VSJ – March 2006 – Work in Progress

Ian JA Walker, FIAP picks up from his first article in December’s Work in Progress to look at a few of the issues involved in responding to e-Crime.

For as much as we could produce hardware and software systems that are impenetrable, to do so may well produce systems that are impractical to use. Consequently, we must draw a balance between the desire for ultra-secure systems and their functionality and practicability in business.

Much of what we need to do, not just as an industry but globally as computer users, is to eradicate those bad practices that provide criminals with an easy route towards exploiting others. For example:

  • sharing logon IDs and passwords
  • leaving terminals logged in over lunch or break periods
  • keeping notes of passwords, user IDs and pin numbers (for everything from our credit and debit cards to our computer terminals) in our wallets or diaries
  • failing to shred those annoying advertising letters for everything from life insurance to magazine subscriptions.

All these things can lead to criminals having an easy life at your expense. One of the newest scams is that, using Bluetooth sniffers, criminals are able to detect whether you have your laptop in the car, even if you are not actually using the Bluetooth connection.

Many businesses are reticent to report e-Crime to the National High Tech Crime Unit because they fear losing ‘street cred’ when it’s all reported in the press. However, the vast majority of cases dealt with by NHTCU never get into the newspapers as most are dealt with confidentially. Some never even make it on to NCIS – the National Crime Information System. As an industry, we, as providers of hardware, systems and services have a strong role to play. This isn’t just about designing new security tools or ensuring that security features are incorporated into the software products we produce. It’s also about ensuring that our clients and users of our services are made aware of, and educated about, the risks of failing to ensure an adequate IT security policy for their businesses or failing to ensure they have adequate firewall, anti-virus and anti-spyware measures in place.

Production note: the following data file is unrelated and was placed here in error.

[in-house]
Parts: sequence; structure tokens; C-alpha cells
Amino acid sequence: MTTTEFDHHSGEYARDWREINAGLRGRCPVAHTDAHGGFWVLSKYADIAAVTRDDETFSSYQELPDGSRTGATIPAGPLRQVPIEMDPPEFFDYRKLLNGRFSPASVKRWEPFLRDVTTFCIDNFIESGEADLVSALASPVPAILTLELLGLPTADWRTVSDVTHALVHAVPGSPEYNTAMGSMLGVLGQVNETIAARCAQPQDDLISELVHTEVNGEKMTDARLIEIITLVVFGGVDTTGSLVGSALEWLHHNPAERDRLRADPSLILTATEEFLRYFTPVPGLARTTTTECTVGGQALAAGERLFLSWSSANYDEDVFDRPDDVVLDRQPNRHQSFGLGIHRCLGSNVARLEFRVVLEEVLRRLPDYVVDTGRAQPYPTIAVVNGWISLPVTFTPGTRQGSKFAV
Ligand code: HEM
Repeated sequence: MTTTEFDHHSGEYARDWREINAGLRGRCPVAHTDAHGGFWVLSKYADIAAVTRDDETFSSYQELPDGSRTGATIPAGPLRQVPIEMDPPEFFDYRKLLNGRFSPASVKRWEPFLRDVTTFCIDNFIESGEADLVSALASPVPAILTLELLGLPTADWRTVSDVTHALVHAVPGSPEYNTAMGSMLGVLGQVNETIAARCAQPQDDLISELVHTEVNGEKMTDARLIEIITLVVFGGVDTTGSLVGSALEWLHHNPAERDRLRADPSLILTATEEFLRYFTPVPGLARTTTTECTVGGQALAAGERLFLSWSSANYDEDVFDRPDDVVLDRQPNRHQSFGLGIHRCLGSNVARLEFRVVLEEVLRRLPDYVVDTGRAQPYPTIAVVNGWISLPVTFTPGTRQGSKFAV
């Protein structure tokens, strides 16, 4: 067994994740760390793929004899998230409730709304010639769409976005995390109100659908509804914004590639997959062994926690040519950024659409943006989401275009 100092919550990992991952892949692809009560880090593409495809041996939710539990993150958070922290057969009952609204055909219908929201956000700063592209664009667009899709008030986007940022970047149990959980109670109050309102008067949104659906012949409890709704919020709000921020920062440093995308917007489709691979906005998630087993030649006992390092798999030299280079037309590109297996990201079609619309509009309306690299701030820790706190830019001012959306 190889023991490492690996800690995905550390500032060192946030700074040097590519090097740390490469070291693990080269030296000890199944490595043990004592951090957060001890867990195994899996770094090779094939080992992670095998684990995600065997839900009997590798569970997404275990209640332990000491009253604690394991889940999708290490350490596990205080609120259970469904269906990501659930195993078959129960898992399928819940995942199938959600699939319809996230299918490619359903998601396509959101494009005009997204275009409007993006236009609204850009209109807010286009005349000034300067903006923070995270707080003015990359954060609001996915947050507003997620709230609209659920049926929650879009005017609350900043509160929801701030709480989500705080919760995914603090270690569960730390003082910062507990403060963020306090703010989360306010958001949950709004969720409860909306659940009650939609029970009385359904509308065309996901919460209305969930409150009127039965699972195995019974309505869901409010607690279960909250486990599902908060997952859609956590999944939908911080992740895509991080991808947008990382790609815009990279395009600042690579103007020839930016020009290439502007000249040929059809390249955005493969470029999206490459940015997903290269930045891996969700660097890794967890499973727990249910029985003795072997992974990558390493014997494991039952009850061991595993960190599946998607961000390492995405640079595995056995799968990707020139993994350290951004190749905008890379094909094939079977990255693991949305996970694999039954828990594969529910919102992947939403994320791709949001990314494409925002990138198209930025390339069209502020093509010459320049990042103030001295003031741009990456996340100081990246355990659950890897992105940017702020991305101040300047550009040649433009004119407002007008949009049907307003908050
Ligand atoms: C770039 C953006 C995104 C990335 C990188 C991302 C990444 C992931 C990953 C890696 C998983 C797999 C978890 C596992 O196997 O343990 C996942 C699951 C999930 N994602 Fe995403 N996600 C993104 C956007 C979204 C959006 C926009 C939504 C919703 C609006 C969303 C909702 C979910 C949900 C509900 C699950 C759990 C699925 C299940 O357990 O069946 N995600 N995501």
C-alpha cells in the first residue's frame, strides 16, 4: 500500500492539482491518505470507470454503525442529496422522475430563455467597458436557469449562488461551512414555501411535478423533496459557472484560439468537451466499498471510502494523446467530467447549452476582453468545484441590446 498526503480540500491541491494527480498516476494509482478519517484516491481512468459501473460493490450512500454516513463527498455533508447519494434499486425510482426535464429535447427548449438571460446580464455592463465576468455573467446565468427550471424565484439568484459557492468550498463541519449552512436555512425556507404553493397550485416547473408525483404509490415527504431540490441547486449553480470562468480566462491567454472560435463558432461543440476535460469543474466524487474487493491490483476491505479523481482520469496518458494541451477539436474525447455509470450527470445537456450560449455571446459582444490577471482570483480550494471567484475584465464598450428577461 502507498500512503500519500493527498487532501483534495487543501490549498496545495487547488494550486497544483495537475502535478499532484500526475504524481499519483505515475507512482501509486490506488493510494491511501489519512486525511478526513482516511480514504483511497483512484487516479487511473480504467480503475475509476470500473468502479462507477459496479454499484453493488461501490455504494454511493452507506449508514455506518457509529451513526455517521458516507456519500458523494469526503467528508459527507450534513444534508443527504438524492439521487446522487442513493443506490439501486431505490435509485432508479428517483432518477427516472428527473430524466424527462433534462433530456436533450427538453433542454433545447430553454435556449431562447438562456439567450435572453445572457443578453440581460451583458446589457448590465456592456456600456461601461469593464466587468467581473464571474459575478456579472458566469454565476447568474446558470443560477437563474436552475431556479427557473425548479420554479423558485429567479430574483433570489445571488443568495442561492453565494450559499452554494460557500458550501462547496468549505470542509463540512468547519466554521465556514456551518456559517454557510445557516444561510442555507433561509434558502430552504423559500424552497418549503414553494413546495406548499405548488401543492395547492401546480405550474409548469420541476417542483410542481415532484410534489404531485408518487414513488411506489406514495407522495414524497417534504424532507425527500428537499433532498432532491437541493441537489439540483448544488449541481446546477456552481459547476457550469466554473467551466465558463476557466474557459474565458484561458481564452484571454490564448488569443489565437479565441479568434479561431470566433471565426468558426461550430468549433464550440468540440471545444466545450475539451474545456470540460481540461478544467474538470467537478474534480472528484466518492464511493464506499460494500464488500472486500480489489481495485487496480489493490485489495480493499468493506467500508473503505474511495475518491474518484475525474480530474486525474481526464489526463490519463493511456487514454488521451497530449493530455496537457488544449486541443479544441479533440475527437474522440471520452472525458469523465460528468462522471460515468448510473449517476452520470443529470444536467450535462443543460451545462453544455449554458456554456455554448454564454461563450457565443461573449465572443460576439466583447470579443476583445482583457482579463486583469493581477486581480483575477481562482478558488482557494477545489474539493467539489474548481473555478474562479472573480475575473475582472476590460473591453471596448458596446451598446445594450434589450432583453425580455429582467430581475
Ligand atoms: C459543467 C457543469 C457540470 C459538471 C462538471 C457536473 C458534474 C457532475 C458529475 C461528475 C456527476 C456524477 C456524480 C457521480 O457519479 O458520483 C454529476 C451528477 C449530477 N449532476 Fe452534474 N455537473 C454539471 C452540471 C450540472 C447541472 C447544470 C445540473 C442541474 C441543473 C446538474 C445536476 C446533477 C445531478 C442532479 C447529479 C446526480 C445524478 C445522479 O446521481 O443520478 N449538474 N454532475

For as little as £30 a year, a single PC can be protected and this cost reduces per system in volume licensing situations (based upon the current cost of Zonelabs ZoneAlarm Internet Security Suite). So for much less than ten pence a day, both businesses and home-based computer users can effectively reduce the risks that e-Crime presents to everyone by closing down those systems open to criminal abuse.

Over a working lifetime, the cost of a product like ZoneAlarm is going to be about £1,200-£1,500 per computer. Yet a single incident of computer crime on your business might see it lose tens of thousands of pounds (on average e-Crime costs a business between £10,000 and £40,000 per incident and that excludes the cost of disaster recovery).

We must continually invest in the research and development of new tools and practices for our clients and enable them to invest in them at a cost-effective price. We must reduce globally the length of time it is taking to produce patches to resolve security vulnerabilities in operating systems and applications software. If criminals can exploit a specific vulnerability in six days, then why can’t we produce a patch to resolve that vulnerability in less than 54 days? We ought to be able to expect the software houses producing operating systems and applications to focus on ensuring that, from the outset, their applications are designed to a set of standards that are secure. We would then be happier to purchase a separate Firewall, Anti-Virus and Anti-Spyware provision as a part of what I believe we must all learn to accept globally – individual responsibility.